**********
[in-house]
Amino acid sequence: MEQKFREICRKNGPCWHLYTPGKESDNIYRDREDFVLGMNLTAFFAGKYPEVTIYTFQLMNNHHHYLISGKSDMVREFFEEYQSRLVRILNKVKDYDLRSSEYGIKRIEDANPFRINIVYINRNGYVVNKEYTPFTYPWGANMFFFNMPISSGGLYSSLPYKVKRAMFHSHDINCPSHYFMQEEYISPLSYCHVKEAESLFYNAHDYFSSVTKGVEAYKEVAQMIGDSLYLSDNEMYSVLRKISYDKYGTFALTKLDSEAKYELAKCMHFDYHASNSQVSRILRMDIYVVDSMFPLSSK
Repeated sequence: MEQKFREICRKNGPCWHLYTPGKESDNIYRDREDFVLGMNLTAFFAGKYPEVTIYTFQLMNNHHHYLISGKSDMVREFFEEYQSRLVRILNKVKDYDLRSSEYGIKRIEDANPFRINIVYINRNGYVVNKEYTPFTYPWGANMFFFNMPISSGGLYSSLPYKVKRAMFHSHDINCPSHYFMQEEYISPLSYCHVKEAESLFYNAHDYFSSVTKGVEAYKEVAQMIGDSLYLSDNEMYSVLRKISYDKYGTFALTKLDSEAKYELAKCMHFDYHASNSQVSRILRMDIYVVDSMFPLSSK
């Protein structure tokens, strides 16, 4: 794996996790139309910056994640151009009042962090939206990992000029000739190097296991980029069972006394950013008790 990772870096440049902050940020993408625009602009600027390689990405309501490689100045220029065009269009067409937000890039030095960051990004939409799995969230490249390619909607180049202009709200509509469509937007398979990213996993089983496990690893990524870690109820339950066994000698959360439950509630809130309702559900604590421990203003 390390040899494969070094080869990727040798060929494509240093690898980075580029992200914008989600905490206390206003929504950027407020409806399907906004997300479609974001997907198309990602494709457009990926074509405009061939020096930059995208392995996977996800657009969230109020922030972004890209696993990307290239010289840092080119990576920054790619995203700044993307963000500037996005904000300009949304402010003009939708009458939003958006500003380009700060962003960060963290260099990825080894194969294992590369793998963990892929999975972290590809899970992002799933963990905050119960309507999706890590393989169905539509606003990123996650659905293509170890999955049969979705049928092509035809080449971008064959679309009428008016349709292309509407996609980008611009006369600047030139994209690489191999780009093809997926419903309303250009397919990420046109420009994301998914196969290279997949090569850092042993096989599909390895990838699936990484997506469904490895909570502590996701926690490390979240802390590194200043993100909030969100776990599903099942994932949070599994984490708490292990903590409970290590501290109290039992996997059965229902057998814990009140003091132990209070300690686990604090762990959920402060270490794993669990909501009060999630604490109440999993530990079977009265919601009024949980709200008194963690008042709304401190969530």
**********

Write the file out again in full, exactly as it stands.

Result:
[in-house]
Amino acid sequence: MEQKFREICRKNGPCWHLYTPGKESDNIYRDREDFVLGMNLTAFFAGKYPEVTIYTFQLMNNHHHYLISGKSDMVREFFEEYQSRLVRILNKVKDYDLRSSEYGIKRIEDANPFRINIVYINRNGYVVNKEYTPFTYPWGANMFFFNMPISSGGLYSSLPYKVKRAMFHSHDINCPSHYFMQEEYISPLSYCHVKEAESLFYNAHDYFSSVTKGVEAYKEVAQMIGDSLYLSDNEMYSVLRKISYDKYGTFALTKLDSEAKYELAKCMHFDYHASNSQVSRILRMDIYVVDSMFPLSSK
Repeated sequence: MEQKFREICRKNGPCWHLYTPGKESDNIYRDREDFVLGMNLTAFFAGKYPEVTIYTFQLMNNHHHYLISGKSDMVREFFEEYQSRLVRILNKVKDYDLRSSEYGIKRIEDANPFRINIVYINRNGYVVNKEYTPFTYPWGANMFFFNMPISSGGLYSSLPYKVKRAMFHSHDINCPSHYFMQEEYISPLSYCHVKEAESLFYNAHDYFSSVTKGVEAYKEVAQMIGDSLYLSDNEMYSVLRKISYDKYGTFALTKLDSEAKYELAKCMHFDYHASNSQVSRILRMDIYVVDSMFPLSSK
């Protein structure tokens, strides 16, 4: 794996996790139309910056994640151009009042962090939206990992000029000739190097296991980029069972006394950013008790 990772870096440049902050940020993408625009602009600027390689990405309501490689100045220029065009269009067409937000890039030095960051990004939409799995969230490249390619909607180049202009709200509509469509937007398979990213996993089983496990690893990524870690109820339950066994000698959360439950509630809130309702559900604590421990203003 390390040899494969070094080869990727040798060929494509240093690898980075580029992200914008989600905490206390206003929504950027407020409806399907906004997300479609974001997907198309990602494709457009990926074509405009061939020096930059995208392995996977996800657009969230109020922030972004890209696993990307290239010289840092080119990576920054790619995203700044993307963000500037996005904000300009949304402010003009939708009458939003958006500003380009700060962003960060963290260099990825080894194969294992590369793998963990892929999975972290590809899970992002799933963990905050119960309507999706890590393989169905539509606003990123996650659905293509170890999955049969979705049928092509035809080449971008064959679309009428008016349709292309509407996609980008611009006369600047030139994209690489191999780009093809997926419903309303250009397919990420046109420009994301998914196969290279997949090569850092042993096989599909390895990838699936990484997506469904490895909570502590996701926690490390979240802390590194200043993100909030969100776990599903099942994932949070599994984490708490292990903590409970290590501290109290039992996997059965229902057998814990009140003091132990209070300690686990604090762990959920402060270490794993669990909501009060999630604490109440999993530990079977009265919601009024949980709200008194963690008042709304401190969530």